After all the blood, sweat and emails there came a lovely time when a good while after we had dispatched Cocktails out into the world of publishing and sat expectantly by our letterboxes, we indulged in quite a lot of virtual jumping about hugging one another in cyberspace when we were asked by some nice Australians if they could publish our book. This was indeed an unexpected twist to the already insane geography of this whole project. Let’s get this straight: I live in Aberdeen, Scotland- Emma is English but lives in Baltimore in the United States- and a publisher in Sydney, Australia wants to publish our book? And none of us have ever even been in the same continent as one another at the same time, never mind the same room? Somehow, even in the era of an international web community and the whole “global village” thing, that still seems completely and utterly mental.
The big question for me is; will Emma and I ever meet one day? I really don’t know. But I know I feel like we already have. In fact, I feel like we’ve been sharing a flat for nearly three years. And yeah, that horrendous mess in the living room, yeah that wasn’t me, that was Emma.

The authors are excited to announce that Cocktails at Naptime is now available as an iBook from the Apple iBookstore and can be downloaded to an Apple device such as iPhone or iPad. Cocktails at Naptime is available in English on all Apple iBookstores worldwide, that is in Australia/New Zealand, America, Canada, UK, France, Germany and other EU countries.

It is available for download here:
 Cocktails at Naptime by Emma Kaufmann and Gillian Martin http://itunes.apple.com/au/book/cocktails-at-naptime/id481628324?mt=11

You can follow them on twitter here:

And read more of their great writing here:

Tuesday, 13 December 2011

Lonely Planet- Friends for Friends

As an expat you are probably quite familiar with feeling totally alone in a new city, and how long it takes you to start to feel even remotely at home, rather than just a visitor. Lonely Planet have come up with a great Facebook app that helps you to find friends of friends in your destination city. Although the app seems to be geared towards tourists, it is a great idea to help you get to know a new place whether you are there for a week, a month, a year or indefinitely.



Watch this video on this fun and really useful new tool and tell us what you think. What do you think of reaching out to a friend of a friend to help you get to know a new city and become a local in no time? Leave us a comment below!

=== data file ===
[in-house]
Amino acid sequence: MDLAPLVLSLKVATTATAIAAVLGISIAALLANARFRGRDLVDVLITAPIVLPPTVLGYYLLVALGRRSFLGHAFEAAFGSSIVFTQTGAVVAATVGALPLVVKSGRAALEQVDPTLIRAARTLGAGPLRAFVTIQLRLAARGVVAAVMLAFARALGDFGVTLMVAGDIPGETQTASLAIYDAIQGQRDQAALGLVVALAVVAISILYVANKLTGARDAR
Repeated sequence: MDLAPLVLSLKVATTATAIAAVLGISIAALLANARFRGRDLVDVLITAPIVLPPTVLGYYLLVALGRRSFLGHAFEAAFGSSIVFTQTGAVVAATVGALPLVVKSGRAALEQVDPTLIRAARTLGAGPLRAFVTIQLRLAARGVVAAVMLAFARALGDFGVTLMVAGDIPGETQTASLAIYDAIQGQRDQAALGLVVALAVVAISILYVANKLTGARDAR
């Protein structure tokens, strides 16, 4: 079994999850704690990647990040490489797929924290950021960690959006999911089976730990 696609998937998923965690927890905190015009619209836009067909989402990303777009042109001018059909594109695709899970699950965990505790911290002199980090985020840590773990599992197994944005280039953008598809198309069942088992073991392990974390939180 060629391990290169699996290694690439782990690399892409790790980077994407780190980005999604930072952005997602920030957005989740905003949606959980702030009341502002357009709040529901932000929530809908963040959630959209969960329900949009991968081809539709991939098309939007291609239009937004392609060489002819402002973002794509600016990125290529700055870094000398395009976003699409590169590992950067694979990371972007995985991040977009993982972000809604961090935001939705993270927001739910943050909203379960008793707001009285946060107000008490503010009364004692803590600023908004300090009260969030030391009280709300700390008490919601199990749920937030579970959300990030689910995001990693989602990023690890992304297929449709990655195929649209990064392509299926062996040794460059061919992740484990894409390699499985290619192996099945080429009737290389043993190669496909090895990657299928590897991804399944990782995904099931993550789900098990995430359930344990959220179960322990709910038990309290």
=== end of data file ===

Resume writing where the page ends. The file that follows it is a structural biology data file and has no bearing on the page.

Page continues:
Friday, 9 December 2011

Expat Explorer Survey: The Results!


Over the past week, through this blog and Twitter, Expat Explorer has been sharing what expats really think of their country of residence and experience as an expat. Some of the highlights include expats being able to afford a more luxurious lifestyle in developing countries, China came out as the most cost effective place to raise children and (an expat favourite) that expats don’t seem to be as affected by economic conditions!

There has been much discussion on Twitter about the results of the study, such as here, here and here, now it’s your turn to tell us your thoughts right here! If you haven’t had a chance to look at the results of the survey, you can check it out right here! Have a play, compare two countries, read all the reports on the findings, and post us a comment!

Did you know that social media is increasingly important for expats across the globe to keep in touch? Even when there is not a lot of social media usage in their country of residence? Do you use social media? Skype? Facebook? Flickr? Tell us your experiences.

Are you living in France? Do you have children? The Expat Explorer findings report that France tops the charts for bringing up children abroad, but do you agree? Perhaps you have lived there in the past, and think it is better than other countries you have been in.

It’s been a hell of a week here at Expat Explorer HQ! We just wanted to say a big thank-you so much for all your support throughout, from filling in the survey to commenting here on the blog and tweeting @ExpatExplorer on Twitter. We really would love to hear what you think, so have your say! 

Thursday, 8 December 2011

Expat Explorer Survey findings released! Money doesn’t buy happiness for expat children!


Expats from across the global rated their current countries on quality and cost of childcare, the health and wellbeing of their kids children, and how they integrate into the community. The findings revealed France (1st), the Netherlands (2nd) and Australia (3rd) to be the top places for raising children abroad!

Children in these countries appear to lead a much healthier lifestyle: they are more likely to be spending more time outdoors (France 53%, Netherlands 53% and Australia 75%) and playing sport (France 47%, Netherlands 56% and Australia 81%) since relocating than average (47% and 46% respectively).

However, expats living in these countries benefit from a child friendly environment at the cost of wider economic benefits. These countries find themselves towards the bottom of the rankings in the Expat Economics league table (France 28th, Netherlands 29th, Australia 21st), revealing that expats in these locations are less likely to benefit from higher salaries or accumulate luxuries.